Factor investing has become one of the fastest growing investment approaches in asset management, experiencing 11% organic asset growth per year since 20111. However, factor investing is certainly not new, and while the factor investing landscape may be evolving and gaining popularity, asset managers have been using this approach for over half a century. Here is a quick refresher on the most popular factors and their key characteristics:
Determined Primarily By
|(High) Dividend Yield||Stocks that pay higher-than-average dividends (portion of the company’s earnings paid to shareholders) consistently over time||Dividend yield, cash flow to cover the dividends|
Stocks with steady upward price trends
|Relative, shorter-term returns (3-month, 6-month, 12-month)|
Stocks of financially healthy, more stable companies
|Return on Equity (ROE), earnings stability, strength of balance sheet, financial leverage (debt), corporate governance, cash flows|
|Size (Small Cap/Mid Cap)||
Smaller companies that can experience higher growth rates relative to their larger counterparts
|Market capitalization (full or free float)|
|Value||Stocks whose prices are discounted relative to their current fundamentals||Price-to-book (P/B), Price-to-earnings (P/E)|
Stocks with lower volatility relative to the broader equity market
|Standard deviation (1-year, 2-year, 3-years), beta to the S&P 500|
Here are some important things to remember about factors, many of which we wrote about in our 2016 blog post:
- Factor investing, or “smart beta” seeks to provide excess returns on an absolute or risk-adjusted basis, more targeted risk exposures, and can provide more differentiated investment options.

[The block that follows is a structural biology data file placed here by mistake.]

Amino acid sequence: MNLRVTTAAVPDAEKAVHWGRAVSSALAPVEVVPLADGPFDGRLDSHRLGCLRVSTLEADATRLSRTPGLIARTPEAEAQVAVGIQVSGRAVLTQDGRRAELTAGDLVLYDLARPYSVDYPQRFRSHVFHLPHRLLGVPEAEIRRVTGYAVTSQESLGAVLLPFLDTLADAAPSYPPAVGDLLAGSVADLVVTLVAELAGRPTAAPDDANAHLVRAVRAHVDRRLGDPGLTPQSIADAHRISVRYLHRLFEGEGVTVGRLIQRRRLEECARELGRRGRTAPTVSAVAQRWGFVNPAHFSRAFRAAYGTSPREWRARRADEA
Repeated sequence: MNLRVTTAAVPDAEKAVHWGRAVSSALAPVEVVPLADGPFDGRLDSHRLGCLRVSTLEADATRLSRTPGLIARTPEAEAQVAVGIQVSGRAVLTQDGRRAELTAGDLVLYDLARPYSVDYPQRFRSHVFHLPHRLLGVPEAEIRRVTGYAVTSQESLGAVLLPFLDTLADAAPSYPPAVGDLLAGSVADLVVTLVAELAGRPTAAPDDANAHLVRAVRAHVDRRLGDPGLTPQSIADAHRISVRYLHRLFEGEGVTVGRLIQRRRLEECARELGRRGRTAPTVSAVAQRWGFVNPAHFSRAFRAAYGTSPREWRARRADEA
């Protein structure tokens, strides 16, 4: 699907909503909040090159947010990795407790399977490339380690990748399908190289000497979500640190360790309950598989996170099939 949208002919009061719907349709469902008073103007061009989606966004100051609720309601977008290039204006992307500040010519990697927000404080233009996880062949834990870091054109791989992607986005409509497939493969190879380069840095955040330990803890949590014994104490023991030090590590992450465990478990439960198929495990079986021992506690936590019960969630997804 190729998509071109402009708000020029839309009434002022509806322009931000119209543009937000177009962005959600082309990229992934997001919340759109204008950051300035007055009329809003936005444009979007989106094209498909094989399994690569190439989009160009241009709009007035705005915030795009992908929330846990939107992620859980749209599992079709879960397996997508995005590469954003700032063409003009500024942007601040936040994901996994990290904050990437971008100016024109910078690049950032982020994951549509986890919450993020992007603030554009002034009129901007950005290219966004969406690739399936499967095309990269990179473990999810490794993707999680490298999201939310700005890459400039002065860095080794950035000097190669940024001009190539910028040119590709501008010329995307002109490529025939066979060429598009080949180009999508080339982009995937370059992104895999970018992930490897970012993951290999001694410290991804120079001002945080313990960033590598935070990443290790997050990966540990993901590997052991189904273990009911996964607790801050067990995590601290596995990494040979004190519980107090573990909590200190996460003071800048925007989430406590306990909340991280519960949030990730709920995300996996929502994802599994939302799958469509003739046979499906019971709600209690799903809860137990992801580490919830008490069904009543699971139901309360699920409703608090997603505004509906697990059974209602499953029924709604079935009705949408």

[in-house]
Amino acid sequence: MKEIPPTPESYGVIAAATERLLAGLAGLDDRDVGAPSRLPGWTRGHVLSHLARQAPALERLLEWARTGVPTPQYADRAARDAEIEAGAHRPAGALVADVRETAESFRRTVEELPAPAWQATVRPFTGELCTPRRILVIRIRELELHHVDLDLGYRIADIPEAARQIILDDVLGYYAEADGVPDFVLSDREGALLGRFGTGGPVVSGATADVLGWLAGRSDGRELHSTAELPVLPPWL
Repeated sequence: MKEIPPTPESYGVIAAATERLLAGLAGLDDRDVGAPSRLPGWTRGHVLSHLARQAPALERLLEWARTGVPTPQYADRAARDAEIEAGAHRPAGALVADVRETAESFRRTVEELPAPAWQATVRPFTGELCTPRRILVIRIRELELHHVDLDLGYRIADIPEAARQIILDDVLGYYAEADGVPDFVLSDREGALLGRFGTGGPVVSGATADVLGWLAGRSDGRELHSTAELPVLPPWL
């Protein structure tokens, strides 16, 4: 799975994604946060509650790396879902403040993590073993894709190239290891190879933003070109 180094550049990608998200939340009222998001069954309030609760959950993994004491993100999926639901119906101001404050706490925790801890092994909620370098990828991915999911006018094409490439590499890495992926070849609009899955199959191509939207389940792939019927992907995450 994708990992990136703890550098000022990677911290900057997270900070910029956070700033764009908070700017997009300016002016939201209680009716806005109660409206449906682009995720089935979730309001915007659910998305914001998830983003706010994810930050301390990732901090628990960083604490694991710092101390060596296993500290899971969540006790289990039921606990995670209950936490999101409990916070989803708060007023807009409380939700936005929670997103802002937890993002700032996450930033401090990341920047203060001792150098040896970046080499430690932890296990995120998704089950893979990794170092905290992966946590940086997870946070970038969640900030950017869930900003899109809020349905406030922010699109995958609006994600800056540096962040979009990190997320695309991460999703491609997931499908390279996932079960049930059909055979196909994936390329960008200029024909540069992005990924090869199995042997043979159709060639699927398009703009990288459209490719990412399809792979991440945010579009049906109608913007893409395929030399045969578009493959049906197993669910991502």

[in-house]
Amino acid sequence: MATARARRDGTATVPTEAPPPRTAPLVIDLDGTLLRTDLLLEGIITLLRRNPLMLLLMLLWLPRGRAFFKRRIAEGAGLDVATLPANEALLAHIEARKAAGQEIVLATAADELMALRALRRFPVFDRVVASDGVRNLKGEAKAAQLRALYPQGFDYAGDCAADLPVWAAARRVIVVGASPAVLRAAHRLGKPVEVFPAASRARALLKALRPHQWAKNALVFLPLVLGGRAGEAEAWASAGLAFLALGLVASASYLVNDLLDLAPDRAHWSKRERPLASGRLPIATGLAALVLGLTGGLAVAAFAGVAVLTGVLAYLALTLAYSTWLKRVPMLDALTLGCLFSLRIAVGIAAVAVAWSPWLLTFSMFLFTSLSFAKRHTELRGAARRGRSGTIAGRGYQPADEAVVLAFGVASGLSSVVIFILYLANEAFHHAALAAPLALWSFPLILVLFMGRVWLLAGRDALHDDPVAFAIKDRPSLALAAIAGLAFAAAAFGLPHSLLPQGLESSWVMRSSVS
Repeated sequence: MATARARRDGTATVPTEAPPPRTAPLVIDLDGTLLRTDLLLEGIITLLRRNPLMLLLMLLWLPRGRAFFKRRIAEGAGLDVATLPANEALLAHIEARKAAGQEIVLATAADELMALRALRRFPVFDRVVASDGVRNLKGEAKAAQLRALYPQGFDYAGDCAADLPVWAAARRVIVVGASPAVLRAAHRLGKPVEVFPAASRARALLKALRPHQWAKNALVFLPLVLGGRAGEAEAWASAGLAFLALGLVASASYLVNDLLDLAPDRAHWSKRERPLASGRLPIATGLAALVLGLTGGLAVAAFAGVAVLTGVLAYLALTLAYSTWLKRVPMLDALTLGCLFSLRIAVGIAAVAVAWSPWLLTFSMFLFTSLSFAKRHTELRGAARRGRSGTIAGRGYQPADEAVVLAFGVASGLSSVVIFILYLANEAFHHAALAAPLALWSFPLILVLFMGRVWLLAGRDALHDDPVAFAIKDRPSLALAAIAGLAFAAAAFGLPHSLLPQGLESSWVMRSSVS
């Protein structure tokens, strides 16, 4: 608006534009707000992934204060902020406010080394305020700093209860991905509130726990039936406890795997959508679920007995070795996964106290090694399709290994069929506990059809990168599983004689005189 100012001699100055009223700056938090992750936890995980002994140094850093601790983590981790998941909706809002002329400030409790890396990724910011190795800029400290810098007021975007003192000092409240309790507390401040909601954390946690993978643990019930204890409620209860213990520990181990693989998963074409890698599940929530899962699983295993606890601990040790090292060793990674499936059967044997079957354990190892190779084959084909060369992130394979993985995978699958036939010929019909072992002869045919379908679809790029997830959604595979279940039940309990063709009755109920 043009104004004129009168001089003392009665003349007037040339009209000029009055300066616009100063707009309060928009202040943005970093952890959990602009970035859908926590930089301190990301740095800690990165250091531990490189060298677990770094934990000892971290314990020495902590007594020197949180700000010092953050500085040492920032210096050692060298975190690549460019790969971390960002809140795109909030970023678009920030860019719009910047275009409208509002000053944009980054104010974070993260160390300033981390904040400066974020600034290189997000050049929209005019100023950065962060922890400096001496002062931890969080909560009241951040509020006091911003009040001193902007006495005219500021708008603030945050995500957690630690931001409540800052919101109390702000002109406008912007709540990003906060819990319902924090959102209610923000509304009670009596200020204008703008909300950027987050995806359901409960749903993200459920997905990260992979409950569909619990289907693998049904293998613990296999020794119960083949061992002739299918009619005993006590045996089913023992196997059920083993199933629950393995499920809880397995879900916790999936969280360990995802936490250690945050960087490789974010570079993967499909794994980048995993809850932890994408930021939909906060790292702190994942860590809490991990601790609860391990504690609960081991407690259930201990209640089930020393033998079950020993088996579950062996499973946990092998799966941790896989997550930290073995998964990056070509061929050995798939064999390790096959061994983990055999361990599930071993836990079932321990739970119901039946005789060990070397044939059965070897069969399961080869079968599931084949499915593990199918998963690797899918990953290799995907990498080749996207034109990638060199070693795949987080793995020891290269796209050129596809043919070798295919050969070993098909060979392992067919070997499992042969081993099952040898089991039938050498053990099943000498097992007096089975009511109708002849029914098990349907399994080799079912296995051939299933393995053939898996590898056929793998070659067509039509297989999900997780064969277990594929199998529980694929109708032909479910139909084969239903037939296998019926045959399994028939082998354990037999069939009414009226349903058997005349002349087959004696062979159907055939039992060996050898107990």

- Factors are cyclical in nature and tend to fall in and out of favor in different market environments, sometimes for long periods of time. This creates opportunity (and risk)!
- The factor exposures are not exclusive and often overlap. For example, high quality stocks may also have high dividends and offer fundamental value.
- On the other hand, when you own a portfolio of long-only factor ETFs, your largest risk exposure is to the market as a whole, and your portfolio is likely subject to the same downside risk and volatility as the S&P 500 Index.
As we mentioned above, factors are common characteristics found in a group of stocks that explain the group’s risk and return behaviors. In addition, they all experience periods of over and underperformance based on macroeconomic influences and market conditions. So how do you get the most out of factor investing? That being said, it’s important to understand why we use factor ETFs and which factors are affected by different market environments or business cycle phases (such as economic growth, interest rates, and inflation). Here, we break this down by factor:
Dividend Yield: This factor tends to underperform when interest rates are rising, and the yield curve is steepening. Similar to Quality, high dividend yielding stocks tend to hold up better during periods of market turmoil
Momentum: The momentum factor is essentially seeking excess returns by taking on the risk of riding a stock that is “trending” higher. This factor is subject to underperformance in fast-moving markets or drop-offs that break upward price trends suddenly.